For examining the allocation of neural resources based on reward effects, stimulus relevance, and context updating in working memory, the P3 was analyzed in a 2 (Curiosity: high, low) × 2 (Memory: remembered, forgotten) repeated-measures ANOVA. Similarly, to the findings of the RewP, this analysis yielded a significant main effect for Curiosity, F(1, 21) = 4.70, p = .042, ηp2 = .18, as well as for Memory, F(1, 21) = 6.70, p = .017, ηp2 = .24 (Figure 4). The two-way interaction between Curiosity and Memory was not significant, F(1, 21) = 0.26, p = .61, ηp2 = .01; BF10 = 0.16. The amplitude was more positive for high-curiosity (M = 2.83, SD = 3.99) compared with low-curiosity answers (M = 1.76, SD = 3.31; t(21) = 2.17, p = .021, d = 0.46) as well as for remembered answers (M = 2.92 SD = 3.66) compared with forgotten answers (M = 1.67, SD = 3.65; t(21) = 2.59, p = .008, d = 0.55). Most relevantly, the greater P3 amplitude for high curiosity suggests increased stimulus relevance as well as more pronounced context updating in working memory. In addition, as with the RewP, a greater amplitude of the P3 was predictive for better memory.

Figure 4.

Curiosity and memory independently modulate the P3 component during answer presentation at central and parietal electrode sites. (A) ERPs were time-locked to the onset of the answers in the study phase at electrode sites Cz, CPz, and Pz in the colored time window of 250–500 msec. (B) Box plots are bounded by the first and third quartiles, and the black line represents the median. The points correspond to the measures for individual participants.

Figure 4.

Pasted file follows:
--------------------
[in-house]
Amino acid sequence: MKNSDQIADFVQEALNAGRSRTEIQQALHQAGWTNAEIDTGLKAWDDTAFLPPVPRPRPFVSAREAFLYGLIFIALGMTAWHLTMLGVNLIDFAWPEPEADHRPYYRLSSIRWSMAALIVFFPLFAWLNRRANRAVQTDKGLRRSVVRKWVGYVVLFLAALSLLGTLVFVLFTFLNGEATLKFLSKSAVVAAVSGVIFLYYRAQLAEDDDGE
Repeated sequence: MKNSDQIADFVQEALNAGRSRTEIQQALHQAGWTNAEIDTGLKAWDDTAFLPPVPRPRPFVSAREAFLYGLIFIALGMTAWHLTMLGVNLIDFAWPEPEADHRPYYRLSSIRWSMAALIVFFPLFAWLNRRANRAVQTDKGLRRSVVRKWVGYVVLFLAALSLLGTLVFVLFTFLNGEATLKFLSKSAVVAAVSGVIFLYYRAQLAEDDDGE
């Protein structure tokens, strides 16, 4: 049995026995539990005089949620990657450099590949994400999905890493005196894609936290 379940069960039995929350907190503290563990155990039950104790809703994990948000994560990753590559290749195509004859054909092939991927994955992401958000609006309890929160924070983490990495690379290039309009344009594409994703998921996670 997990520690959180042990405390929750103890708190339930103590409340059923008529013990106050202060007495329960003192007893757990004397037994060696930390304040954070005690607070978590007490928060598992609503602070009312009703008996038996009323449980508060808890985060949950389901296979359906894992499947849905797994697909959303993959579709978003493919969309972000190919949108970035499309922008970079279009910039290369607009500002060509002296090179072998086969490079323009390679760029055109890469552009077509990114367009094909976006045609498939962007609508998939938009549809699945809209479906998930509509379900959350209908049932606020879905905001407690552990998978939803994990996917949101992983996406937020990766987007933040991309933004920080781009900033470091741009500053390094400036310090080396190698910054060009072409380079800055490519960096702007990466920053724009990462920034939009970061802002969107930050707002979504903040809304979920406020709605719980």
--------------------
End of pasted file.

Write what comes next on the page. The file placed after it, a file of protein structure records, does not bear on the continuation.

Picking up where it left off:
Curiosity and memory independently modulate the P3 component during answer presentation at central and parietal electrode sites. (A) ERPs were time-locked to the onset of the answers in the study phase at electrode sites Cz, CPz, and Pz in the colored time window of 250–500 msec. (B) Box plots are bounded by the first and third quartiles, and the black line represents the median. The points correspond to the measures for individual participants.

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LPP (600–1000 msec)

The analysis of extended cognitive and attentional processing based on reward expectancy and magnitude was implemented in a 2 (Curiosity: high, low) × 2 (Memory: remembered, forgotten) repeated-measures ANOVA on the LPP. This analysis yielded a significant main effect for Curiosity, F(1, 21) = 5.16, p = .034, ηp2 = .20, but not for Memory, F(1, 21) = 0.83, p = .37, ηp2 = .04, BF10 = 0.27 (Figure 5). There was no two-way interaction between Curiosity and Memory, F(1, 21) = 1.26, p = .27, ηp2 = .06; BF10 = 0.26. The amplitude was more positive for high-curiosity (M = 2.66, SD = 5. 40) compared with low-curiosity answers (M = 1.32, SD = 4.61; t (21) = 2.27, p = .017, d = 0.48). The greater LPP amplitude for high- compared with low-curiosity answers is assumed to indicate extended cognitive and attentional processing based on reward magnitude.

Figure 5.